but then weeks into the project, given the time zone differences they morphed into 2-4 meetings a week and became more detailed information exchange sessions. We were successful in applying the Scrum concept to distributed onsite teams but these took a different shape for the onsite and offsite team interaction.
Detailed velocity measurement – In the spirit of trust but verify the project leveraged detailed development velocity metrics to report progress. This metric was updated weekly and reported on actual development progress versus planned progress. The metric used iteration plans created by offshore team and reported progress and calculated schedule deviation on a weekly basis. Using a fast paced iterative / incremental approach put a higher onus on control metrics. The rigor applied in planning and reporting was much deeper and, contrary to conventional wisdom, more rigorous than traditional waterfall development tracking. Not only did we track features developed, tested, delivered, and components developed, tested, delivered, but we also were constantly juggling resources to maximize iteration throughput. This focus on delivering maximum functionality each iteration helped the team stay on top of their game right from the very beginning versus the old waterfall approach where things often start slow and then pick up as phase deadlines near.
Continuous Integration and Automated Regression Testing – This practice probably provided us the biggest bang for our buck. Code that was developed from multiple locations was checked into a single repository and a build was generated every night. We used a rookie (fresh graduate with no business background) to develop automated regression testing scripts. We started slowly (as iterations progressed), creating a suite of test scripts that validated key functionality to ensure that the build was functional. This practice saved us from putting bad broken code in front of the client and helped develop trust! We truly started living up to their expectations.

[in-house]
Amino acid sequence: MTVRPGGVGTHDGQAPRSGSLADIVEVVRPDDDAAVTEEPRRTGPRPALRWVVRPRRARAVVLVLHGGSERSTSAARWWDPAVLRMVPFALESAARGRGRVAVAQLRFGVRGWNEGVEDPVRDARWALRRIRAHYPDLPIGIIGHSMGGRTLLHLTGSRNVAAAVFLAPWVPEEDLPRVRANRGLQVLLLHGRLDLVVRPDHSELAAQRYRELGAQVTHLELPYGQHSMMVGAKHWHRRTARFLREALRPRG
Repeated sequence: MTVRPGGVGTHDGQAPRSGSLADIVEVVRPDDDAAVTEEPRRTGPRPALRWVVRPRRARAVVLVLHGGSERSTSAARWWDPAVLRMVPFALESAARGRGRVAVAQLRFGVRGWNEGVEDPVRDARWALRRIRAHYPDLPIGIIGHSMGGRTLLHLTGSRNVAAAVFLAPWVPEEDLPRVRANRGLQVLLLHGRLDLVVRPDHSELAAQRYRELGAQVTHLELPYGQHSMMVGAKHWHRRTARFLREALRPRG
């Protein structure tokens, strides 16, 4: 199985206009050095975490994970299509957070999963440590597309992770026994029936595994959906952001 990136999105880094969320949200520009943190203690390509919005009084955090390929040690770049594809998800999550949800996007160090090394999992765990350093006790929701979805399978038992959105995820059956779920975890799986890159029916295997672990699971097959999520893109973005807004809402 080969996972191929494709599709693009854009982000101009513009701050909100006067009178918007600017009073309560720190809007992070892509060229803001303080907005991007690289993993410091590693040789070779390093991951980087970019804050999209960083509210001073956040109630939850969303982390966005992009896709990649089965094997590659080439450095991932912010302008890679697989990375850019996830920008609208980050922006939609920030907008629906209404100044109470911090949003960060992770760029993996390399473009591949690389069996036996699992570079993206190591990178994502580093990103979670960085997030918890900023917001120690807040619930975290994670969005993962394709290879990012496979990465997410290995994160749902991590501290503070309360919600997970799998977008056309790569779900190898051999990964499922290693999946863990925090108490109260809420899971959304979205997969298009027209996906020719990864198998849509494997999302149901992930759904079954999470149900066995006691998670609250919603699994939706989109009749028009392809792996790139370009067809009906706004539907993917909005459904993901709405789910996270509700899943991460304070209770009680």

Paired Programming – While financially it's a lot easier to implement paired programming offshore than onsite, we did not do this all the time. We cherry-picked assignments that were more complex and had higher impact and assigned paired teams. We particularly remember one complex component where we were able to develop with very high quality in 1/3 of the scheduled time. This had never happened before. Over a period of time this turned out to be a great blessing as the job market in India was sizzling hot. Developers acquired good skills and then flipped jobs for a 25% pay raise. Our paired programming approach helped retain some of our background and experience. If we had to do this over, we probably would have had a higher percentage of paired programming (but still not do the whole project that way). Our experience is that not all team members are crazy about this approach, this is a team sport and ‘super stars' and ‘MVPs' do not fit well.
Retrospectives from iteration – Given the newness of the approach; we periodically sought input during iterations and again at the end of the iterations to collect and apply lessons learned.It helped us identify not only micro level process and resource adjustment opportunities but also macro level dynamics and motivators that then helped influence a new delivery culture. Moving things early in the lifecycle forced issues and failures earlier on and helped us fine-tune and adapt while we still had time to recover. Our lessons learned ranged from: identifying true productivity rates, getting a much better feel for our resource capabilities, understanding our bottlenecks, etc. Perhaps the best thing it did was to provide the team a sense of purpose, an opportunity to make